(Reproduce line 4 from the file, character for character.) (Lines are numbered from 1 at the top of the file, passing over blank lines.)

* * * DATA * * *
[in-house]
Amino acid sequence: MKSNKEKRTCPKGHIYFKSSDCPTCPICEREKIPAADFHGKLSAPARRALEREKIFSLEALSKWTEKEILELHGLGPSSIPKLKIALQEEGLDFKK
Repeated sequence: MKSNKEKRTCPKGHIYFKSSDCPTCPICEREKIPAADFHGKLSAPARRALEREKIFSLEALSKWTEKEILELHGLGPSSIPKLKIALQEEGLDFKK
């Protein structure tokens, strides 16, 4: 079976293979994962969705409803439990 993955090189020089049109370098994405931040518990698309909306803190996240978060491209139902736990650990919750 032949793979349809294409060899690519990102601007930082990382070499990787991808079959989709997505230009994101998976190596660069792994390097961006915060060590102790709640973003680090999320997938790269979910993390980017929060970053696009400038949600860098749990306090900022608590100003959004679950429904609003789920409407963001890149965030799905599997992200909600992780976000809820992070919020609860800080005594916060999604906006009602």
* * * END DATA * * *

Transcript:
């Protein structure tokens, strides 16, 4: 079976293979994962969705409803439990 993955090189020089049109370098994405931040518990698309909306803190996240978060491209139902736990650990919750 032949793979349809294409060899690519990102601007930082990382070499990787991808079959989709997505230009994101998976190596660069792994390097961006915060060590102790709640973003680090999320997938790269979910993390980017929060970053696009400038949600860098749990306090900022608590100003959004679950429904609003789920409407963001890149965030799905599997992200909600992780976000809820992070919020609860800080005594916060999604906006009602």